"There is a wide variety of cyberattacks that are used to impact elections and, even more broadly, to shape our democracies," claims our recent guest speaker at our Talks @ Algebra series of events, Scott J. Shackelford. Mr. Shackelford is an associate professor of business law and ethics from Indiana University, Kelley School of Business, and is also a lecturer of management of information risk and security at our MBA course.
We spoke with him after his recent talk, titled "Making Democracy Harder to Hack", on the very same day when the world was once again reminded of the real risks related to weak cyber security, as we watched a widespread ransomware attack bringing large, complex, and sometimes even mission-critical networks to their knees. While hackers are clearly capable of bringing down hundreds of thousands of systems in one afternoon, we have also seen recent examples where information leaks and hacks have impacted – or at least tried to impact – elections in the US, Germany, France, and several other countries.
"In the US, what we have really seen last year with the Democratic National Convention hack is foreign interference in shaping voters' perceptions. There were lots of information leaks, and fake information was also posted. But we have also seen various other cyberattacks impacting other elections, and this actually goes a long way back, even back to South Africa in 1994," said Shackelford.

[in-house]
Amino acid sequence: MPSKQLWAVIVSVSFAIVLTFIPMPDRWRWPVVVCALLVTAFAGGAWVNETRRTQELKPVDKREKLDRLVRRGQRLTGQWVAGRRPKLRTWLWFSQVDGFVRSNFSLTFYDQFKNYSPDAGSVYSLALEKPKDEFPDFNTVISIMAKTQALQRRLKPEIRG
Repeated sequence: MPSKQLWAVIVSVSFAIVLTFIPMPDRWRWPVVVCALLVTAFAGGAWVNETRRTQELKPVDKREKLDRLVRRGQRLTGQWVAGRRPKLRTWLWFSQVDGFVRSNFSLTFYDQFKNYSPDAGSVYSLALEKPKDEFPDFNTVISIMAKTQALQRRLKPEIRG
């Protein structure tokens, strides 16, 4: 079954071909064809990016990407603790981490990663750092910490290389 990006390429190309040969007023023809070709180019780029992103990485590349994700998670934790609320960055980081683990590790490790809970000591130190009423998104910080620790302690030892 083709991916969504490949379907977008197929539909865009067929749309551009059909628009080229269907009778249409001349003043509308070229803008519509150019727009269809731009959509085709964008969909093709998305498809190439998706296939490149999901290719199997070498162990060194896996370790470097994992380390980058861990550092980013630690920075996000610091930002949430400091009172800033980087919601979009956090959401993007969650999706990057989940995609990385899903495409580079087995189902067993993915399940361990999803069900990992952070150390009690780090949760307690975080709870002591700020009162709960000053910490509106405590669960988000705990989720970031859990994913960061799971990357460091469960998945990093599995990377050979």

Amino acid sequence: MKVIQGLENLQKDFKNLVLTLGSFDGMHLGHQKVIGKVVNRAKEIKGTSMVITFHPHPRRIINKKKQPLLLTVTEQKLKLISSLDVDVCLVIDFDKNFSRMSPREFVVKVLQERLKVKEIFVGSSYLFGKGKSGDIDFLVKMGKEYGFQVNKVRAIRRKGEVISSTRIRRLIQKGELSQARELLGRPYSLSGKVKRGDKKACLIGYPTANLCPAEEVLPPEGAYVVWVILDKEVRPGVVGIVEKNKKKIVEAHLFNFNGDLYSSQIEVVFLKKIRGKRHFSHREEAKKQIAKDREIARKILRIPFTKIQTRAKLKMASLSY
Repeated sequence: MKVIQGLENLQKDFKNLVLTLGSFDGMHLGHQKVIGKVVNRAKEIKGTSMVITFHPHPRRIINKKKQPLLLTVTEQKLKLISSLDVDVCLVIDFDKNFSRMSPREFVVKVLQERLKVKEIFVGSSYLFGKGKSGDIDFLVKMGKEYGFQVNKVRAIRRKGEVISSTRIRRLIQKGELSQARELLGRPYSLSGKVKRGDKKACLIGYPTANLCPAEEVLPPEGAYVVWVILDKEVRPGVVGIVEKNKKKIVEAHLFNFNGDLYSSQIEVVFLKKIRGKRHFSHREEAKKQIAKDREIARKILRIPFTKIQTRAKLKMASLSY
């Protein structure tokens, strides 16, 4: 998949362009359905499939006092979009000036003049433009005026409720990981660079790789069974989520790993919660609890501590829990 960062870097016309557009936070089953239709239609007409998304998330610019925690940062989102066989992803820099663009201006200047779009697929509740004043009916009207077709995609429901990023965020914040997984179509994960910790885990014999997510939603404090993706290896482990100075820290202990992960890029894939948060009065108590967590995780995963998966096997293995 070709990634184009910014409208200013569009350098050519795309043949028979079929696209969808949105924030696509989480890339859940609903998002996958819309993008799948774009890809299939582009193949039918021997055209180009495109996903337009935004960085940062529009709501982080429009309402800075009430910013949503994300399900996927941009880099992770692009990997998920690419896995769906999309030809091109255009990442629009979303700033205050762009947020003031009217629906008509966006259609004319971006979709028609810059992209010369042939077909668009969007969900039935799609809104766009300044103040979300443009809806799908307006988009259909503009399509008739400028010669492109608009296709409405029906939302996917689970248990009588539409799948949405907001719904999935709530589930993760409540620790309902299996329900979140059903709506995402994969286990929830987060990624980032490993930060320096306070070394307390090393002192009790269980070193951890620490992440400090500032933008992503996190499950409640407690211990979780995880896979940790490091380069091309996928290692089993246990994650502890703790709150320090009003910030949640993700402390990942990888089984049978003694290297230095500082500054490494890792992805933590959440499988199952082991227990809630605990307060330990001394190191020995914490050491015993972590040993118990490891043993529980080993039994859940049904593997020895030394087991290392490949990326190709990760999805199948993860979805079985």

The real challenge, says Shackelford, is that there is not just a single vulnerability to be fixed, in order to make democracy harder to hack, but a wide range of issues: from voting machines and poll books, to the dissemination of fake news, there are lots of vulnerabilities to be aware of when we are discussing threats to the democratic processes.
On a more positive note, Shackelford believes that businesses are beginning to take cybersecurity more seriously, following several high-profile, global hacks and information leaks in recent years. "Businesses are making investments, they are hiring chief privacy officers, chief information security officers, and are investing a lot more in this area," said our MBA lecturer.
We were curious to hear whether some new technologies might be implemented to make the voting processes around the world more secure and to find out what the reasons are that e-voting had not spread more widely yet.
"The problem is, unfortunately, that the technology is not quite there yet, even though there are ideas to use some other new technologies like blockchain, which is the foundation for Bitcoin. But, I believe it is tough to make that technology scale, and if the point is in improving trust and building support among the general population, it is tough to educate people on something as complicated as blockchain," said Shackelford in our interview.
Do listen to the full interview in our video below, where Shackelford also addresses some other common threats that democracies face when dealing with cyber threats.